US Bandwidth Consumption Surges As Usage Caps Pose A Looming Threat

from the full-on-squeeze dept

We’ve noted for years how broadband providers have increasingly imposed arbitrary, confusing, and punitive usage caps and overage fees to cash in on the lack of competition in US broadband. Not only have industry executives admitted these limits aren’t technically necessary, they’ve increasingly been abused to hamstring competitors. AT&T, for example, doesn’t impose the limits on its broadband customers who use its streaming video service (DirecTV Now), but will impose the added charges if you use a competitor like Netflix.

For many years ISPs have slowly but surely imposed such limits hoping that consumers wouldn’t notice (think of the frog in the pot of boiling water metaphor). But as streaming services have increasingly embraced high-bandwidth 4K streaming, consumer usage has started to push back hard against some limits. For example, Charter Spectrum last week noted that the average Charter subscriber (one that doesn’t subscribe to traditional TV) consumes just over 400 gigabytes of data per month:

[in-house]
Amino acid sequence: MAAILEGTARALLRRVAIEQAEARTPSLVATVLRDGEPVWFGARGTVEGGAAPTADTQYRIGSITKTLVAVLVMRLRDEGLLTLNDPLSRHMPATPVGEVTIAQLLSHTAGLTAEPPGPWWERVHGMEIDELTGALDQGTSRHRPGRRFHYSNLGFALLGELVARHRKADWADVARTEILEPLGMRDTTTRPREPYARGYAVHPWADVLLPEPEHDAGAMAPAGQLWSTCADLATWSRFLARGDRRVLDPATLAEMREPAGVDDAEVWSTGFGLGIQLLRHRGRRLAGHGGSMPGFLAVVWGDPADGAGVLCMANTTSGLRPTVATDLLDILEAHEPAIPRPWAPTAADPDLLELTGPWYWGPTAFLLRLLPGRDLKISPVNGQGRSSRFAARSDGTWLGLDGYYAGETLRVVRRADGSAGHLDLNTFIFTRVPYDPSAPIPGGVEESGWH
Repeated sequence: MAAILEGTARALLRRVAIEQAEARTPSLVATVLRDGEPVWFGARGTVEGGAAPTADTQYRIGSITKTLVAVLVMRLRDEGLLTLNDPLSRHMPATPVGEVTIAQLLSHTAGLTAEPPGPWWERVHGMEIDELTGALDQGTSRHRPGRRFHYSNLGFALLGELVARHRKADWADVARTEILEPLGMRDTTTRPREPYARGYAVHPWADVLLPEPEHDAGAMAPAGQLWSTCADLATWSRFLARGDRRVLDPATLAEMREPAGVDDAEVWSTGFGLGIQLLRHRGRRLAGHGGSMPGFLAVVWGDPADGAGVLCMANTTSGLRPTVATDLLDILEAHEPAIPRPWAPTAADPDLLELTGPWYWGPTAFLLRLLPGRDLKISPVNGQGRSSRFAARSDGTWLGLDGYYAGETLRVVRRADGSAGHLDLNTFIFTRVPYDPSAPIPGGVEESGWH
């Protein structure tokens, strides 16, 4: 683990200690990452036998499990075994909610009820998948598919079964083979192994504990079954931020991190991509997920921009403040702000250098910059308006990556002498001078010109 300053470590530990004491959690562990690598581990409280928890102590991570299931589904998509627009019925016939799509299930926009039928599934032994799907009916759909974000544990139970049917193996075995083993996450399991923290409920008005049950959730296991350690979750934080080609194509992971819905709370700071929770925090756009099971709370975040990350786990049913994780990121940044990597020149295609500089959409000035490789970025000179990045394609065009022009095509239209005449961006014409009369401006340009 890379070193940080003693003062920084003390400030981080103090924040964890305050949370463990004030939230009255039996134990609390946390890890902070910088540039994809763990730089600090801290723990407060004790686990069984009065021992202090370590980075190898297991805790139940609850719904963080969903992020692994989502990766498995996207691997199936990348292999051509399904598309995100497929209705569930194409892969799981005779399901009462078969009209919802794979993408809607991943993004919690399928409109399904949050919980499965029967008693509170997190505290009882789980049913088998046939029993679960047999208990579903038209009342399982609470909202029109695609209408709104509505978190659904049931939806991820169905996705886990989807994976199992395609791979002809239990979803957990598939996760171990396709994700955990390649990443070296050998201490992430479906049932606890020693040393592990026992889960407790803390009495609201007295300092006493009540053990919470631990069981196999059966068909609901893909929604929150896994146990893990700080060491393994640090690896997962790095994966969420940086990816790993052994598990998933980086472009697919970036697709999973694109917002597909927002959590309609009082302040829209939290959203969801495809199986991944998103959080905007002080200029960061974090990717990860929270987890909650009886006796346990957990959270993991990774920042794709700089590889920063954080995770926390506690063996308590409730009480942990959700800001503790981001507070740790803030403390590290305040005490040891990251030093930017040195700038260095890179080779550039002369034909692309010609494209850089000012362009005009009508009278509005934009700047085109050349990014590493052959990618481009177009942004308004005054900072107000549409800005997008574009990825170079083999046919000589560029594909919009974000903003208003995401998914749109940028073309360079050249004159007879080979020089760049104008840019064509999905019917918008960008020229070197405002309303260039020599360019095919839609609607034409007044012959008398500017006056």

“Monthly data usage by our residential Internet customers is rising rapidly and monthly median data usage is over 200GB per customer. When you look at average monthly usage for customers that don’t subscribe to our traditional video product, usage climbs to over 400GB per month.”